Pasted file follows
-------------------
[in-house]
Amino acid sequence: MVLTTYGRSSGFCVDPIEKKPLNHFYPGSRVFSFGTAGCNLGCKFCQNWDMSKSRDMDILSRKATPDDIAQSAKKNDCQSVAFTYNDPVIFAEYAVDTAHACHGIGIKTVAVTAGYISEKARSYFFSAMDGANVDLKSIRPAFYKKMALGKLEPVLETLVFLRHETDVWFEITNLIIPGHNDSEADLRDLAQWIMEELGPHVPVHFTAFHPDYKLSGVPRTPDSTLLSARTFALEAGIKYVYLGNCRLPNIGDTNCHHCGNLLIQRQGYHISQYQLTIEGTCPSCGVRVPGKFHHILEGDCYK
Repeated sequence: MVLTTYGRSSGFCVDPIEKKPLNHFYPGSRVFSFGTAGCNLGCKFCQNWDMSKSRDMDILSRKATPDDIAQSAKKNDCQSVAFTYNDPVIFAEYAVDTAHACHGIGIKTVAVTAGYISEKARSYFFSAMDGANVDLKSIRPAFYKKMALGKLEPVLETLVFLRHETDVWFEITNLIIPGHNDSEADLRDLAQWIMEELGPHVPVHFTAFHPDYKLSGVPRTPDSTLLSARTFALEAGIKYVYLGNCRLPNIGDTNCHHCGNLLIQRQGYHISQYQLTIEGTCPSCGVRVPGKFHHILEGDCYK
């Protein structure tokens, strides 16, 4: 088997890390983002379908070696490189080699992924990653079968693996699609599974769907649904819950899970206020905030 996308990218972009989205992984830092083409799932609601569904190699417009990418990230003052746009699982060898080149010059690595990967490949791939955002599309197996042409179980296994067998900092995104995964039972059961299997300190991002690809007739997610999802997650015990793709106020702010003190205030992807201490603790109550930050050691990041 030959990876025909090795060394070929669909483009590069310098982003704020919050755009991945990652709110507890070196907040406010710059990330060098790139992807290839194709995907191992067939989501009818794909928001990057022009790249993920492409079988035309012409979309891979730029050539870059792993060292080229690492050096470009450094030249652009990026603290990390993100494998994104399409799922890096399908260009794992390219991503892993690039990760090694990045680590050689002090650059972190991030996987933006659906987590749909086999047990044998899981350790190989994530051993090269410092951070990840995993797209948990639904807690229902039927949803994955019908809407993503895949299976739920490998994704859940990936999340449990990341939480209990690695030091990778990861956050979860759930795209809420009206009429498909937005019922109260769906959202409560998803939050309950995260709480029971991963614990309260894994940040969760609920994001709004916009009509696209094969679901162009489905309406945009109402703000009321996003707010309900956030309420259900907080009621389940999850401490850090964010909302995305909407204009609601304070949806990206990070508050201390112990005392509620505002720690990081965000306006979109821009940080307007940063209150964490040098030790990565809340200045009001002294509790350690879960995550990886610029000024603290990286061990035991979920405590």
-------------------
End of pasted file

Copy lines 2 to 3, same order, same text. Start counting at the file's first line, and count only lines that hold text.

Amino acid sequence: MVLTTYGRSSGFCVDPIEKKPLNHFYPGSRVFSFGTAGCNLGCKFCQNWDMSKSRDMDILSRKATPDDIAQSAKKNDCQSVAFTYNDPVIFAEYAVDTAHACHGIGIKTVAVTAGYISEKARSYFFSAMDGANVDLKSIRPAFYKKMALGKLEPVLETLVFLRHETDVWFEITNLIIPGHNDSEADLRDLAQWIMEELGPHVPVHFTAFHPDYKLSGVPRTPDSTLLSARTFALEAGIKYVYLGNCRLPNIGDTNCHHCGNLLIQRQGYHISQYQLTIEGTCPSCGVRVPGKFHHILEGDCYK
Repeated sequence: MVLTTYGRSSGFCVDPIEKKPLNHFYPGSRVFSFGTAGCNLGCKFCQNWDMSKSRDMDILSRKATPDDIAQSAKKNDCQSVAFTYNDPVIFAEYAVDTAHACHGIGIKTVAVTAGYISEKARSYFFSAMDGANVDLKSIRPAFYKKMALGKLEPVLETLVFLRHETDVWFEITNLIIPGHNDSEADLRDLAQWIMEELGPHVPVHFTAFHPDYKLSGVPRTPDSTLLSARTFALEAGIKYVYLGNCRLPNIGDTNCHHCGNLLIQRQGYHISQYQLTIEGTCPSCGVRVPGKFHHILEGDCYK